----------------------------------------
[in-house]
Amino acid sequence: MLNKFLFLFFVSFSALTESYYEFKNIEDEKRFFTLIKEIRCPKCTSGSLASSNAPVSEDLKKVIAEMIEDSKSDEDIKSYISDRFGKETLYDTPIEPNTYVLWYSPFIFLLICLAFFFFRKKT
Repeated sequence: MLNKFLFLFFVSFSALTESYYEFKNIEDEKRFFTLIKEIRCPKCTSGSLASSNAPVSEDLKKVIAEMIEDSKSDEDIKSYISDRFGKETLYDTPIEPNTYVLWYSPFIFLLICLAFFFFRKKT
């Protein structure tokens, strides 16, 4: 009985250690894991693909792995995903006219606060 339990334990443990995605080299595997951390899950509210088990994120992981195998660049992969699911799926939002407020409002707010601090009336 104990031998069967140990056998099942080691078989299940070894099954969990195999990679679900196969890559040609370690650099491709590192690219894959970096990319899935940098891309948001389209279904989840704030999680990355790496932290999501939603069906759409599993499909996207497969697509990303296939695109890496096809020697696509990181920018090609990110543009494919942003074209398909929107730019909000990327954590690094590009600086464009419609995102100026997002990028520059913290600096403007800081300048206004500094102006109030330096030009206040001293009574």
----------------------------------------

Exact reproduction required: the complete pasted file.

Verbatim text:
[in-house]
Amino acid sequence: MLNKFLFLFFVSFSALTESYYEFKNIEDEKRFFTLIKEIRCPKCTSGSLASSNAPVSEDLKKVIAEMIEDSKSDEDIKSYISDRFGKETLYDTPIEPNTYVLWYSPFIFLLICLAFFFFRKKT
Repeated sequence: MLNKFLFLFFVSFSALTESYYEFKNIEDEKRFFTLIKEIRCPKCTSGSLASSNAPVSEDLKKVIAEMIEDSKSDEDIKSYISDRFGKETLYDTPIEPNTYVLWYSPFIFLLICLAFFFFRKKT
């Protein structure tokens, strides 16, 4: 009985250690894991693909792995995903006219606060 339990334990443990995605080299595997951390899950509210088990994120992981195998660049992969699911799926939002407020409002707010601090009336 104990031998069967140990056998099942080691078989299940070894099954969990195999990679679900196969890559040609370690650099491709590192690219894959970096990319899935940098891309948001389209279904989840704030999680990355790496932290999501939603069906759409599993499909996207497969697509990303296939695109890496096809020697696509990181920018090609990110543009494919942003074209398909929107730019909000990327954590690094590009600086464009419609995102100026997002990028520059913290600096403007800081300048206004500094102006109030330096030009206040001293009574």